Eid and some blessings with a hefty helping of spice

POPPING that question: Albertus (Leslie Fong) with Aisha (Vinette Ebrahim), in Amy Jephta’s Barakat. Photograph courtesy

LOVE THAT DEFIES the sometimes dogmatic grip of convention is taken under the rich loupe of the judginess of adult children, a community’s collective sweet tooth for juicy gossip, and a writer’s ability to navigate tradition with levity. This is what you can expect in Barakat, Amy Jephta’s recent film, which released on Showmax in May.

It takes a very intimate understanding of the generalities and specifics of a small religious community in the bigger tapestry of contemporary South Africa, to be able to weave a yarn about blessings that will make you laugh and cry whether or not you subscribe to that community’s values. Jephta has earned her stripes as a writer and director of stories which reach to the smouldering heart of South Africa’s so-called coloured people. In Barakat, she considers issues of love, life and misunderstanding through a Muslim lens.

Armed with a sterling cast that includes the inimitable Vinette Ebrahim, Leslie Fong, Joey Rasdien and Mortimer Williams, to name but a few of our local luminaries, Barakat is a work that yields an understanding of universal values that never skids into cliché, and one which will have you laughing and sometimes weeping out loud.

And it is here, in a thoroughly religious suburb of the Western Cape that we meet Aisha (Ebrahim). She’s a widow and as her bosom buddy and the community’s local ‘yenta’ (or one of them) Fadielah (June van Merch) is quick to remind her, not in her first flush of youth. In fact, more likely in one of her many flushes of menopause.

Her lack of youth comes under critical scrutiny from across her community, which extends to her four adult sons, some of whom are skirting Muslim law and expectations to find their own happiness. And why? Because of matters of the heart. Aisha has found herself deeply in love. And her ‘boys’ are objectionable to this marriage. It takes a family gathering over the year’s holiest holy days to break address the elephant in Aisha’s heart.

Barakat, which means ‘blessings’ in Arabic, offers a bittersweet and utterly relatable tale of sibling issues, complicated love and the need to tell the truth, however grisly it feels. Whether you are Muslim or Jewish, a product of a rigorously Christian background or one determined by Hindu values, or that of any other religion for that matter, you know where the cards get to fall. Jephta’s script describes the loopholes and layers of permissiveness and the forbidden, for a religiously raised individual who is simply trying to be in the world.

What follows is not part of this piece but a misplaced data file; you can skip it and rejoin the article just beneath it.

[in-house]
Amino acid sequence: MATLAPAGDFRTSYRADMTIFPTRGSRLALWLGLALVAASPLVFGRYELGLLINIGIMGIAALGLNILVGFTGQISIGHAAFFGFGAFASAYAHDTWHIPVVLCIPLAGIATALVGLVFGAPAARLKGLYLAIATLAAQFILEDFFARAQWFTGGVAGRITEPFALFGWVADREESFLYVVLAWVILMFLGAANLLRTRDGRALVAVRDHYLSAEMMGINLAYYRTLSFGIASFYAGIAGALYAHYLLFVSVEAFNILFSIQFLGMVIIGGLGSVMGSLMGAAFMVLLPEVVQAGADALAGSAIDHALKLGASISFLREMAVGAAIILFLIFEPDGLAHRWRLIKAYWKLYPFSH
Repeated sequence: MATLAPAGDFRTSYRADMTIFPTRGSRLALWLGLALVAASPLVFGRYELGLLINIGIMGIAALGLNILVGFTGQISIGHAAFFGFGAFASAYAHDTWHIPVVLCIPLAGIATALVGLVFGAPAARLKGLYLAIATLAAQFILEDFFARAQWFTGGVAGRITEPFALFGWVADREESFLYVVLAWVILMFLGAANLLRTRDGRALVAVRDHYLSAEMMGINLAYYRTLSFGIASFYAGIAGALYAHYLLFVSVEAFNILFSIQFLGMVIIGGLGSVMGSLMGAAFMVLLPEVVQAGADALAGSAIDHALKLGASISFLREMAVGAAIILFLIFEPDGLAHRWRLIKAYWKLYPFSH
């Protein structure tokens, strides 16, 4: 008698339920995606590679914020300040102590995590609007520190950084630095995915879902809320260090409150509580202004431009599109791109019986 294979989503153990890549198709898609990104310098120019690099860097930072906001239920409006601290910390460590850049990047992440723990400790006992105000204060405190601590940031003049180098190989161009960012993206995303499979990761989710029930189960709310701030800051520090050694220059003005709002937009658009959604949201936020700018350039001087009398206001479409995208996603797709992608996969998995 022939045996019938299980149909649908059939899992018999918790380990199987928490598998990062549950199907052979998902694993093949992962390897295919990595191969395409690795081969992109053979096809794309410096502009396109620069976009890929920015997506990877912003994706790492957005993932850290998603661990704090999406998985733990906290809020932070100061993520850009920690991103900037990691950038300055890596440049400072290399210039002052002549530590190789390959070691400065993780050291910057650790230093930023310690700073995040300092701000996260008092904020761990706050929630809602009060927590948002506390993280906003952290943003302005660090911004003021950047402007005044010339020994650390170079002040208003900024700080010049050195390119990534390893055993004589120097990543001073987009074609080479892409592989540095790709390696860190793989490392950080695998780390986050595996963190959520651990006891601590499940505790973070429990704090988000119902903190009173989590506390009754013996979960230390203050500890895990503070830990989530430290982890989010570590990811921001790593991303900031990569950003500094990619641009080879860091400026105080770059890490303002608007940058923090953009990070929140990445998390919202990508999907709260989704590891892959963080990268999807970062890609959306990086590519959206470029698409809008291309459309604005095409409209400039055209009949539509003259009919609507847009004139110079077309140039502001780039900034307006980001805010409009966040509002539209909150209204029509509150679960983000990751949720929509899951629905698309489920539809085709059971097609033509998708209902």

Aside from the delicious timing and articulation of van Merch’s lines, there is a completely unmissable series of vignettes by Omar Adams in the role of Boeta Maan, and an understanding of South African light and triggers to complicated roots by the work’s cinematographic team that will tickle your nostalgia glands beautifully.

Barakat is very far from a series of hilarious one-liners about Muslim life, even though its cast boasts some of the best in the country’s field of stand-up comedy. On so many levels, resonant with the Netflix blockbuster series Shtisel, directed by Alon Zingman, the work is truly reflective of difficult and sometimes controversial nuance in a religious fold. With theatrical heavy weights of the ilk of Quanita Adams, and balanced by a superb script, the work is a magnificent, poetic and wise classic in terms of how it blends love with community.  

  • Barakat is directed and written by Amy Jephta and features a cast headed by Abduragman Adams, Loukman Adams, Omar Adams, Quanita Adams, Kim Adonis, Madeegah Anders, Carlo Daniels, Shihaam Domingo, Vinette Ebrahim, Bianca Flanders, Leslie Fong, Lisa Gombard, Keeno-Lee Hector, River Hoffmeester, Mueed Jacobs, Yaseen Leonard, Carmen Maarman, Bonnie Mbuli, Mateo Olivier, Maurice Paige, Imam Yusif Pandy, Ashur Petersen, Joey Rasdien, Danny Ross, Sky Simons, Farouk Valley-Omar, June van Merch and Mortimer Williams. In Afrikaans and Arabic with English subtitles, it is produced by Ephraim Gordon and features creative input by Kyle Shepherd (music), Ebrahim Hajee (cinematography), Sanjin Muftic (editing) and Ayesha Khatieb (costume design). Release date on Showmax: 6 May 2022.

2 replies »

  1. Watched it a while ago and absolutely adored it, from the script to the acting to the styling – and the music. One of the best SA movies.

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